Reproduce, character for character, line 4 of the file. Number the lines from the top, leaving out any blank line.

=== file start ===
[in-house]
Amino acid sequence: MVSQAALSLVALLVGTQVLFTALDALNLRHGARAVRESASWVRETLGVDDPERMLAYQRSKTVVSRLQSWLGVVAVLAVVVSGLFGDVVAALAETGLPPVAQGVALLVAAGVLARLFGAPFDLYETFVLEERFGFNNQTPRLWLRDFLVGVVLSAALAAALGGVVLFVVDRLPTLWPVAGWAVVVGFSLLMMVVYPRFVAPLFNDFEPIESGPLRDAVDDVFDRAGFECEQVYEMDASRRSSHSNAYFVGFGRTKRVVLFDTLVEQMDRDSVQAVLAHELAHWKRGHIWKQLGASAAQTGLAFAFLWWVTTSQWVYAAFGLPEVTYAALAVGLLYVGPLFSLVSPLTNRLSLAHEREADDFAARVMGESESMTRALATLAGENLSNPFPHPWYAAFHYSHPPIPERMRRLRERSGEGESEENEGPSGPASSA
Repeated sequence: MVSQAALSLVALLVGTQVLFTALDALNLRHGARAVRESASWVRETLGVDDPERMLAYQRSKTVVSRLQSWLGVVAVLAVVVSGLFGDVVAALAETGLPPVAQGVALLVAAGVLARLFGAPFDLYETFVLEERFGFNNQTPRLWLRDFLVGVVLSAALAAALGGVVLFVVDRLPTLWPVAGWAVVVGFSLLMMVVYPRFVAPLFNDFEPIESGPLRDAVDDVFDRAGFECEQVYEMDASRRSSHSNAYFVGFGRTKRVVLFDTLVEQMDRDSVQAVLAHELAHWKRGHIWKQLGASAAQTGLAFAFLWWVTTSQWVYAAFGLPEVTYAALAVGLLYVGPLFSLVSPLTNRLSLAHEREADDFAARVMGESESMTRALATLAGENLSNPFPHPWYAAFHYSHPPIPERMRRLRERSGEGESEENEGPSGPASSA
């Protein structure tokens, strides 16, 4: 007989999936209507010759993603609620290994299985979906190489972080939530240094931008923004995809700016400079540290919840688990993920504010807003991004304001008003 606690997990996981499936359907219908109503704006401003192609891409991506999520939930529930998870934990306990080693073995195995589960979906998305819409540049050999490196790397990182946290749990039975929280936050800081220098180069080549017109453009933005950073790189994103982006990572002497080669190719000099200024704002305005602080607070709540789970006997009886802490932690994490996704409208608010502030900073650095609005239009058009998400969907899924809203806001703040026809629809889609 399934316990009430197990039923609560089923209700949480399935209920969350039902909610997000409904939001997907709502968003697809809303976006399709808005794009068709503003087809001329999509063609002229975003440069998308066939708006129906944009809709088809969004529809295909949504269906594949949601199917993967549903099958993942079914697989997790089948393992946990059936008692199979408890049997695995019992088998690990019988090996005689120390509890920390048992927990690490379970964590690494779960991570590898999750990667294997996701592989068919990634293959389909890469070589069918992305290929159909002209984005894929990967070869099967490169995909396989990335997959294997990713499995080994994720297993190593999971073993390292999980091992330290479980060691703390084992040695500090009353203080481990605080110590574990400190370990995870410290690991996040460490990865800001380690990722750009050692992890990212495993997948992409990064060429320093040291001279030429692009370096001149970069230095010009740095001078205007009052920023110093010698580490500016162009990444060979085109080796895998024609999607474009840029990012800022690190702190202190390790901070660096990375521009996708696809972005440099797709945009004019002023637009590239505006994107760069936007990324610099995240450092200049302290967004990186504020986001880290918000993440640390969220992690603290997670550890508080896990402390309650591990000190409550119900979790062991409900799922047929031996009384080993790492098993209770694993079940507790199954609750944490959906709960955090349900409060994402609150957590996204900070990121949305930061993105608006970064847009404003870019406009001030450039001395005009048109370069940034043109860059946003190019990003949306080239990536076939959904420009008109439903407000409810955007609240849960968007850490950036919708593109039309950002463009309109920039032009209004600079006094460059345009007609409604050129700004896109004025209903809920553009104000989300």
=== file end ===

């Protein structure tokens, strides 16, 4: 007989999936209507010759993603609620290994299985979906190489972080939530240094931008923004995809700016400079540290919840688990993920504010807003991004304001008003 606690997990996981499936359907219908109503704006401003192609891409991506999520939930529930998870934990306990080693073995195995589960979906998305819409540049050999490196790397990182946290749990039975929280936050800081220098180069080549017109453009933005950073790189994103982006990572002497080669190719000099200024704002305005602080607070709540789970006997009886802490932690994490996704409208608010502030900073650095609005239009058009998400969907899924809203806001703040026809629809889609 399934316990009430197990039923609560089923209700949480399935209920969350039902909610997000409904939001997907709502968003697809809303976006399709808005794009068709503003087809001329999509063609002229975003440069998308066939708006129906944009809709088809969004529809295909949504269906594949949601199917993967549903099958993942079914697989997790089948393992946990059936008692199979408890049997695995019992088998690990019988090996005689120390509890920390048992927990690490379970964590690494779960991570590898999750990667294997996701592989068919990634293959389909890469070589069918992305290929159909002209984005894929990967070869099967490169995909396989990335997959294997990713499995080994994720297993190593999971073993390292999980091992330290479980060691703390084992040695500090009353203080481990605080110590574990400190370990995870410290690991996040460490990865800001380690990722750009050692992890990212495993997948992409990064060429320093040291001279030429692009370096001149970069230095010009740095001078205007009052920023110093010698580490500016162009990444060979085109080796895998024609999607474009840029990012800022690190702190202190390790901070660096990375521009996708696809972005440099797709945009004019002023637009590239505006994107760069936007990324610099995240450092200049302290967004990186504020986001880290918000993440640390969220992690603290997670550890508080896990402390309650591990000190409550119900979790062991409900799922047929031996009384080993790492098993209770694993079940507790199954609750944490959906709960955090349900409060994402609150957590996204900070990121949305930061993105608006970064847009404003870019406009001030450039001395005009048109370069940034043109860059946003190019990003949306080239990536076939959904420009008109439903407000409810955007609240849960968007850490950036919708593109039309950002463009309109920039032009209004600079006094460059345009007609409604050129700004896109004025209903809920553009104000989300």